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Sixty Minutes In America
by [?]

The following selections are from the advance sheets of a forthcoming work with the above title, to be published by M. Foll de Roll. It is possible that other excerpts will be made from the book, in case the present harmonious state of affairs between France and America is not destroyed by my style of translation.

In the preface M. Foll de Roll says: “France has long required a book of printed writings about that large, wide land of whom we listen to so much and yet so little sabe, as the piquant Californian shall say. America is considerable. America I shall call vast. She care nothing how high freedom shall come, she must secure him. She exclaims to all people: ‘You like freedom pretty well, but you know nothing of it. We throw away every day more freedom than you shall see all your life. Come to this place when you shall run out of freedom. We make it. Do not ask us for money, but if you want personal liberty, please look over our vast stock before you elsewhere go.’

“So everybody goes to America, where he shall be free to pay cash for what the American has for sale.

“In this book will be found everything that the French people want to know of that singular land, for did I not cross it from New Jersey City, the town where all the New York people have to go to get upon the cars, through to the town of San Francisco?

“For years the writer of this book has had it in his mind to go across America, and then tell the people of France, in a small volume costing one franc, all about the grotesque land of the freedom bird.”

In the opening chapter he alludes to New York casually, and apologizes for taking up so much space.

“When you shall land in New York, you shall feel a strange sensation. The stomach is not so what we should call ‘Rise up William Riley,’ to use an Americanism which will not bear translation. I ride along the Rue de Twenty-three, and want to eat everything my eyes shall fall upon.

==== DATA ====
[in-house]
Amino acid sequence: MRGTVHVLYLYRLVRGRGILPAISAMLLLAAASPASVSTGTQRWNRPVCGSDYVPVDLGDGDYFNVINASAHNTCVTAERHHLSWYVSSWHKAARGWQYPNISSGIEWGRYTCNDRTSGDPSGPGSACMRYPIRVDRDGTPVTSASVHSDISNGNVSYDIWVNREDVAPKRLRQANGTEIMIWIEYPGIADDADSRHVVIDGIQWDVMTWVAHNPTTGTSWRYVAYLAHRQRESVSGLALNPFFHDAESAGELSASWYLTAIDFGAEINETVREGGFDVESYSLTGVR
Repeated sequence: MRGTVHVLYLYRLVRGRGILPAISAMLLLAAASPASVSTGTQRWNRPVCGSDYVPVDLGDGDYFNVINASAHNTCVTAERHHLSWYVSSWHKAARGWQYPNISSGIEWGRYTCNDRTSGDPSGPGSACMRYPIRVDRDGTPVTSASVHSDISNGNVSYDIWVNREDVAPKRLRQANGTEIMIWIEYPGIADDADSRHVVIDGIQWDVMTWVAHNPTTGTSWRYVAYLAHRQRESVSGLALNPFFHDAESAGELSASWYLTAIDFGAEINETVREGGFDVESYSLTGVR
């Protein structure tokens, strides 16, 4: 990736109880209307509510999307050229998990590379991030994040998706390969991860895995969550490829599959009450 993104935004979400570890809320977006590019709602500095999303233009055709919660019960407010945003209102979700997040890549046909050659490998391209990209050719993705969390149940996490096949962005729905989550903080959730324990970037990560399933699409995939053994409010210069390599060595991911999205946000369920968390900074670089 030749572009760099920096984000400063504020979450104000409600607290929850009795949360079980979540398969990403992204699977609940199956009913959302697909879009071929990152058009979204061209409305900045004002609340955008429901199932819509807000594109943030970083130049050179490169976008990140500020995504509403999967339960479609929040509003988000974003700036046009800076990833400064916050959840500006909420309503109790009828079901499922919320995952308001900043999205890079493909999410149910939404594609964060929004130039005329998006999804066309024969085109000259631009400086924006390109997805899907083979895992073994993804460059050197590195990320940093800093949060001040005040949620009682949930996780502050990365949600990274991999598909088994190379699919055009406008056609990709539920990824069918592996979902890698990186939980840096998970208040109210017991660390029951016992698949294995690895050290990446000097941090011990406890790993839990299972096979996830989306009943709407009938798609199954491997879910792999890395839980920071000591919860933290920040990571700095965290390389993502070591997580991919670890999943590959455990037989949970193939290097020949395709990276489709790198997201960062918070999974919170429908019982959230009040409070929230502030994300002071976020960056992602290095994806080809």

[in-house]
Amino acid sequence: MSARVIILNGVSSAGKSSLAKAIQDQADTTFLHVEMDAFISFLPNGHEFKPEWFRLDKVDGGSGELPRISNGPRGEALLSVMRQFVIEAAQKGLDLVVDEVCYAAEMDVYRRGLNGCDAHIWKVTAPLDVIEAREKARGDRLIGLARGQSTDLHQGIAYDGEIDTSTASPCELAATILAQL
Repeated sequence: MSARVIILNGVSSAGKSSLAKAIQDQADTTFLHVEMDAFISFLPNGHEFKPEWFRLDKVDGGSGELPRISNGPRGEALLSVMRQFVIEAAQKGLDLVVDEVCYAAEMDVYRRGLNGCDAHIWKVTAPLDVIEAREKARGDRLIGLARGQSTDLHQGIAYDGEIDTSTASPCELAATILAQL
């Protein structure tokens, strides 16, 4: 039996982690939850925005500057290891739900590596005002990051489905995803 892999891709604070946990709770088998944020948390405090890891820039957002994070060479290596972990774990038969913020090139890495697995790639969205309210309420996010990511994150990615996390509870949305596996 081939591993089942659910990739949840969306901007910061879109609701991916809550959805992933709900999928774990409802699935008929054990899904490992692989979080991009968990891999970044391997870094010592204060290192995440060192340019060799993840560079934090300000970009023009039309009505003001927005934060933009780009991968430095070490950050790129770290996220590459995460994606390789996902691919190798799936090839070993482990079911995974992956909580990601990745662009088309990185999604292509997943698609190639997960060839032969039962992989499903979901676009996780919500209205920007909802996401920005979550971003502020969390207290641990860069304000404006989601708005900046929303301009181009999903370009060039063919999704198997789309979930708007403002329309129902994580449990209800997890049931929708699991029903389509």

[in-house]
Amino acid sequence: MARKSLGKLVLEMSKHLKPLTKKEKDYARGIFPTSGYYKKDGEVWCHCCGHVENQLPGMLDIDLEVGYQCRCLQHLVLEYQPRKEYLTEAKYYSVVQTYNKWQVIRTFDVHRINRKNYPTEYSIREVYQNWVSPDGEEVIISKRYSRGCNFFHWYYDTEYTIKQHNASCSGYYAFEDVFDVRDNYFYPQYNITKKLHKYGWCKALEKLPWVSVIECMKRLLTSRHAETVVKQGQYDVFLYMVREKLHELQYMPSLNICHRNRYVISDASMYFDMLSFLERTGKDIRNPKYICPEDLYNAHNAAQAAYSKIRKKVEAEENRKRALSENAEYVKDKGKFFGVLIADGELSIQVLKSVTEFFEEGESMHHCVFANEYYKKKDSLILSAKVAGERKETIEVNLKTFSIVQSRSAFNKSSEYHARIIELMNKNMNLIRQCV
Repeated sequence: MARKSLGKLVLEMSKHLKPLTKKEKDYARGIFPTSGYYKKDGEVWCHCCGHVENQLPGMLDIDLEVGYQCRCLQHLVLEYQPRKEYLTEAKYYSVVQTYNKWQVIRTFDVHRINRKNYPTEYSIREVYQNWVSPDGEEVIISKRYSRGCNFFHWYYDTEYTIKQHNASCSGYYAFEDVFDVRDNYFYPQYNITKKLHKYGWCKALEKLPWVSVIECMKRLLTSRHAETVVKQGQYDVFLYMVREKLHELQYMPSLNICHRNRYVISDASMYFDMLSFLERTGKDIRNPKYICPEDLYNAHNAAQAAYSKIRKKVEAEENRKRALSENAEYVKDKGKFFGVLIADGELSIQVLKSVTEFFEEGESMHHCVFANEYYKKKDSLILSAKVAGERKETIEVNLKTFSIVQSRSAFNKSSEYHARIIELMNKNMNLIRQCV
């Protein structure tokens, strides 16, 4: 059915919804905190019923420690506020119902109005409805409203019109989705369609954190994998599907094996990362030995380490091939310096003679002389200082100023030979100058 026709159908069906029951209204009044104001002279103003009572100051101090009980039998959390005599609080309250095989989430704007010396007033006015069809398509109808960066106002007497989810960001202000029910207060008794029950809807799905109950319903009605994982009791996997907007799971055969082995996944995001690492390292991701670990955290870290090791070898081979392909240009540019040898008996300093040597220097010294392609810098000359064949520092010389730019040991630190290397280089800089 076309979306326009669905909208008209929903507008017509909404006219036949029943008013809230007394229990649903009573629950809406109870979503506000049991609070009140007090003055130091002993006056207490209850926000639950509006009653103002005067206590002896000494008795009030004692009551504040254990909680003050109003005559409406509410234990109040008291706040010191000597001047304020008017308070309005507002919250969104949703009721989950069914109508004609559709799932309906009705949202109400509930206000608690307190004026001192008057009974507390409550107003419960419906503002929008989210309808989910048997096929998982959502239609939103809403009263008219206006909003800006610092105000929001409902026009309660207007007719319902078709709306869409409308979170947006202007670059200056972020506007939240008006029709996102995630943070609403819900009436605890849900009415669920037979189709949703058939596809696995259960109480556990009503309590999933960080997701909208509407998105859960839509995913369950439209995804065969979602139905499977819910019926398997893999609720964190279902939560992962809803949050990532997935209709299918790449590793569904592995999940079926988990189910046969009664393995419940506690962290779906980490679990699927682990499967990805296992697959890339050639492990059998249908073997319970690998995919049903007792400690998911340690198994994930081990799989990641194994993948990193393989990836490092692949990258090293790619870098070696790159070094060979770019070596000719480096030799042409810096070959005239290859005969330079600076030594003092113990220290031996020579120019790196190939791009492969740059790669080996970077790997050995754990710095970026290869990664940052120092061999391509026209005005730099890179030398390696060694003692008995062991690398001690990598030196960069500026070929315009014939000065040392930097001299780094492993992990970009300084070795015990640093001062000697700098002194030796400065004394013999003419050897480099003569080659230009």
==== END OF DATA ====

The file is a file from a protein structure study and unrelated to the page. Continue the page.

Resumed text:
“I stay at New York all night, and eat one large supper at 6 o’clock, and again at 9. At 12 I awake and eat the inside of my hektograph, and then lie down once more to sleep. The hektograph will be henceforth, as the American shall say, no good, but what is that when a man is starving in a foreign land?

“I leave New York in the morning on the Ferry de Pavonia, a steamer that goes to New Jersey City. Many people go to New York to buy food and clothes. Then you shall see them return to the woods, where they live the rest of the time. Some of the females are quite petite and, as the Americans have it,’scrumptious.’ One stout girl at New Jersey City, I was told, was ‘all wool and a yard wide.’

“The relations between New York and New Jersey City are quite amicable, and the inhabitants seem to spend much of their time riding to and fro on the Ferry de Pavonia and other steamers. When I talked to them in their own language they would laugh with great glee, and say they could not parley voo Norwegian very good.

“The Americans are very fond of witnessing what may be called the tournament de slug. In this, two men wearing upholstered mittens shake hands, and then one strikes at the other with his right hand, so as to mislead him, and, while he is taking care of that, the first man hits him with his left and knocks out some of his teeth. Then the other man spits out his loose teeth and hits his antagonist on the nose, or feeds him with the thumb of his upholstered mitten for some time. Half the gate money goes to the hospital where these men are in the habit of being repaired.

“One of these men, who is now the champion scrapper, as one American author has it, was once a poor boy, but he was proud and ambitious. So he practiced on his wife evenings, after she had washed the dishes, until he found that he could ‘knock her out,’ as the American has it. Then he tried it on other relatives, and step by step advanced till he could make almost any man in America cough up pieces of this upholstered mitten which he wears in public.

“In closing this chapter on New York, I may say that I have not said so much of the city itself as I would like, but enough so that he who reads with care may feel somewhat familiar with it. New York is situated on the east side of America, near New Jersey City. The climate is cool and frosty a part of the year, but warm and temperate in the summer months. The surface is generally level, but some of the houses are quite tall.

“I would not advise Frenchmen to go to New York now, but rather to wait until the pedestal of M. Bartholdi’s Statue of Liberty has been paid for. Many foreigners have already been earnestly permitted to help pay for this pedestal.”